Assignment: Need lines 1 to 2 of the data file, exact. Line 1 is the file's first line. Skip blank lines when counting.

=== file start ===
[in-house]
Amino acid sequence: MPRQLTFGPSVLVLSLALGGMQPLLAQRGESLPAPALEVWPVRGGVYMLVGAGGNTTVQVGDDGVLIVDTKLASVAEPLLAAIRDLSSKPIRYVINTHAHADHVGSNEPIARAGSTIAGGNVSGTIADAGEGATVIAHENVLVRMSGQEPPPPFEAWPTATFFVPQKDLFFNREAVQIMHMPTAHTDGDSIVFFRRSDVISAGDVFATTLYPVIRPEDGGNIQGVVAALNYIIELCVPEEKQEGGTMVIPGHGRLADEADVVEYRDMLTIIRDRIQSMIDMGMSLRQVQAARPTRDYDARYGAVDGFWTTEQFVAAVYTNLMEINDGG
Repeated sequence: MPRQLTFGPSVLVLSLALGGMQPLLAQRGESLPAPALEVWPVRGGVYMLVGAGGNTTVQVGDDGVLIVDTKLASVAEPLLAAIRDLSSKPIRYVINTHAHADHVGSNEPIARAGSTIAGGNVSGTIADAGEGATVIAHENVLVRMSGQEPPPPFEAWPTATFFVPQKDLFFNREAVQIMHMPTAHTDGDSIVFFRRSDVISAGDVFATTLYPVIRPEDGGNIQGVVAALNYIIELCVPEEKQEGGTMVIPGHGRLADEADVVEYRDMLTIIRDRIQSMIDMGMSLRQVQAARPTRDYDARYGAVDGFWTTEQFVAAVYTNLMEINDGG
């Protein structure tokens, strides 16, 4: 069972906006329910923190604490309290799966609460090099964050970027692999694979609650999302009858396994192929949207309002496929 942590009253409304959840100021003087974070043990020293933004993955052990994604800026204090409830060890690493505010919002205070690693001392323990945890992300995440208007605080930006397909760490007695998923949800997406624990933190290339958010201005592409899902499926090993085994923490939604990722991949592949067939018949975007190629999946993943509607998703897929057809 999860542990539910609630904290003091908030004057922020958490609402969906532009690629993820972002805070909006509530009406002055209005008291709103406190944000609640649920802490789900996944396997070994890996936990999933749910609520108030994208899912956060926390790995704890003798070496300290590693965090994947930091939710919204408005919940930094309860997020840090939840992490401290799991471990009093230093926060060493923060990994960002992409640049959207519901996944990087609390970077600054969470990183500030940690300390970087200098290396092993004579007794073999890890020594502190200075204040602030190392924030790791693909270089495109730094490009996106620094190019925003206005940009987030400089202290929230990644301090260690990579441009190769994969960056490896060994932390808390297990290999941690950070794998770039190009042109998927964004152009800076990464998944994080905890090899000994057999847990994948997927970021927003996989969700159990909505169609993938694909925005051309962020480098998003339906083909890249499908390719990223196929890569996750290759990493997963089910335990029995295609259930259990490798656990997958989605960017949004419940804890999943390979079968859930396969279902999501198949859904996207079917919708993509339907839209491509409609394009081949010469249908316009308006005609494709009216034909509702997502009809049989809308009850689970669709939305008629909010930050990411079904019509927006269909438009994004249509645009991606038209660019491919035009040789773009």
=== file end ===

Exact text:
[in-house]
Amino acid sequence: MPRQLTFGPSVLVLSLALGGMQPLLAQRGESLPAPALEVWPVRGGVYMLVGAGGNTTVQVGDDGVLIVDTKLASVAEPLLAAIRDLSSKPIRYVINTHAHADHVGSNEPIARAGSTIAGGNVSGTIADAGEGATVIAHENVLVRMSGQEPPPPFEAWPTATFFVPQKDLFFNREAVQIMHMPTAHTDGDSIVFFRRSDVISAGDVFATTLYPVIRPEDGGNIQGVVAALNYIIELCVPEEKQEGGTMVIPGHGRLADEADVVEYRDMLTIIRDRIQSMIDMGMSLRQVQAARPTRDYDARYGAVDGFWTTEQFVAAVYTNLMEINDGG